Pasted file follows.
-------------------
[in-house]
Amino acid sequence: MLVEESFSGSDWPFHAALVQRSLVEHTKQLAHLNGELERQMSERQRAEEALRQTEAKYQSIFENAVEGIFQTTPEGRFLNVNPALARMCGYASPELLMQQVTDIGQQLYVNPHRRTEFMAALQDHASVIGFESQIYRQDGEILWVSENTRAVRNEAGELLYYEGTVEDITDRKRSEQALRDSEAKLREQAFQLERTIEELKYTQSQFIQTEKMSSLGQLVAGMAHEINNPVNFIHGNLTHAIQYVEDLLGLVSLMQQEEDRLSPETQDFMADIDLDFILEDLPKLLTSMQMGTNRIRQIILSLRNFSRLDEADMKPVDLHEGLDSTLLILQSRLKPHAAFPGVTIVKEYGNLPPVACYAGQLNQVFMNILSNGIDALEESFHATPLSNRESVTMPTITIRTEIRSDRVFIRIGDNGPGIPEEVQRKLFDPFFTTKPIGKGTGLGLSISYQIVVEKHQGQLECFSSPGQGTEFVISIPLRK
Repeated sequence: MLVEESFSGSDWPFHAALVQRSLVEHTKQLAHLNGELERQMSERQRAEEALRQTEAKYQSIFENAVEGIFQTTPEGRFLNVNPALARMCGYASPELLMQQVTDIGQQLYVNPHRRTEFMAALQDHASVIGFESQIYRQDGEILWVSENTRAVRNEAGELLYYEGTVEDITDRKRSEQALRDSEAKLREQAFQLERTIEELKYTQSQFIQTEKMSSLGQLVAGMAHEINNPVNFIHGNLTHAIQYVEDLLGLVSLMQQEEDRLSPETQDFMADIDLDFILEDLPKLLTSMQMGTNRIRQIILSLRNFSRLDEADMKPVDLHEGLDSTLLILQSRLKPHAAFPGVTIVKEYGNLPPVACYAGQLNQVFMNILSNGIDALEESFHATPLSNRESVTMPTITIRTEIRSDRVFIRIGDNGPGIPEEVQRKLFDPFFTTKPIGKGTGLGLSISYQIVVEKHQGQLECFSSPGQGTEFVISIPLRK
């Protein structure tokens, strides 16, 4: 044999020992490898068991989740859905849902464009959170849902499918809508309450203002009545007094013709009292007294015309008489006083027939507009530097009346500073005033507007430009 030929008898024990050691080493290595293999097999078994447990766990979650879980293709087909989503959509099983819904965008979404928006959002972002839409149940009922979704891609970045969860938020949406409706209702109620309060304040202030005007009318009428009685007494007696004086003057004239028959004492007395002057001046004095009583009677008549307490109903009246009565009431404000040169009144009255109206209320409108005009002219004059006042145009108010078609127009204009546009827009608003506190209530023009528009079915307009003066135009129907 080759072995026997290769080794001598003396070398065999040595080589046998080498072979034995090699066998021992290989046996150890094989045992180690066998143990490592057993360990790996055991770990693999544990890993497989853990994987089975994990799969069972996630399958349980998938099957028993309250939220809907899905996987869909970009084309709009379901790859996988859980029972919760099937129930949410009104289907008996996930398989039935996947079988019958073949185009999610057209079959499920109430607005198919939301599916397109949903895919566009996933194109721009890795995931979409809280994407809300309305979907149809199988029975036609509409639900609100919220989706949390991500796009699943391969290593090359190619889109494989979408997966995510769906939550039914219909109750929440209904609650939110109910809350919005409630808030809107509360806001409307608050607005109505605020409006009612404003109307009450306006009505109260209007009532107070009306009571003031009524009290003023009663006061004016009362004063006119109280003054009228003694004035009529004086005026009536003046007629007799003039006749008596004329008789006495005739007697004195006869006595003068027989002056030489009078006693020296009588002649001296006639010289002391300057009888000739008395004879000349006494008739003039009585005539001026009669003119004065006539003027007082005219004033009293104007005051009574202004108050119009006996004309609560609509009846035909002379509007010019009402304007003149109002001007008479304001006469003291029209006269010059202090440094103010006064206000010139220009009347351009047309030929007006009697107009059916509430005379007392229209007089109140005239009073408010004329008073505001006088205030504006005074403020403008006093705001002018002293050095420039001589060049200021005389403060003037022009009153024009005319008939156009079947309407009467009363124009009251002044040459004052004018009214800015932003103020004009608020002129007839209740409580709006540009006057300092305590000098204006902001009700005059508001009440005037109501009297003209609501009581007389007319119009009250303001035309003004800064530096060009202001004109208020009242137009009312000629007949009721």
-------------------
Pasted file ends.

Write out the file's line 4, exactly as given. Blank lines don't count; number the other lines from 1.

């Protein structure tokens, strides 16, 4: 044999020992490898068991989740859905849902464009959170849902499918809508309450203002009545007094013709009292007294015309008489006083027939507009530097009346500073005033507007430009 030929008898024990050691080493290595293999097999078994447990766990979650879980293709087909989503959509099983819904965008979404928006959002972002839409149940009922979704891609970045969860938020949406409706209702109620309060304040202030005007009318009428009685007494007696004086003057004239028959004492007395002057001046004095009583009677008549307490109903009246009565009431404000040169009144009255109206209320409108005009002219004059006042145009108010078609127009204009546009827009608003506190209530023009528009079915307009003066135009129907 080759072995026997290769080794001598003396070398065999040595080589046998080498072979034995090699066998021992290989046996150890094989045992180690066998143990490592057993360990790996055991770990693999544990890993497989853990994987089975994990799969069972996630399958349980998938099957028993309250939220809907899905996987869909970009084309709009379901790859996988859980029972919760099937129930949410009104289907008996996930398989039935996947079988019958073949185009999610057209079959499920109430607005198919939301599916397109949903895919566009996933194109721009890795995931979409809280994407809300309305979907149809199988029975036609509409639900609100919220989706949390991500796009699943391969290593090359190619889109494989979408997966995510769906939550039914219909109750929440209904609650939110109910809350919005409630808030809107509360806001409307608050607005109505605020409006009612404003109307009450306006009505109260209007009532107070009306009571003031009524009290003023009663006061004016009362004063006119109280003054009228003694004035009529004086005026009536003046007629007799003039006749008596004329008789006495005739007697004195006869006595003068027989002056030489009078006693020296009588002649001296006639010289002391300057009888000739008395004879000349006494008739003039009585005539001026009669003119004065006539003027007082005219004033009293104007005051009574202004108050119009006996004309609560609509009846035909002379509007010019009402304007003149109002001007008479304001006469003291029209006269010059202090440094103010006064206000010139220009009347351009047309030929007006009697107009059916509430005379007392229209007089109140005239009073408010004329008073505001006088205030504006005074403020403008006093705001002018002293050095420039001589060049200021005389403060003037022009009153024009005319008939156009079947309407009467009363124009009251002044040459004052004018009214800015932003103020004009608020002129007839209740409580709006540009006057300092305590000098204006902001009700005059508001009440005037109501009297003209609501009581007389007319119009009250303001035309003004800064530096060009202001004109208020009242137009009312000629007949009721």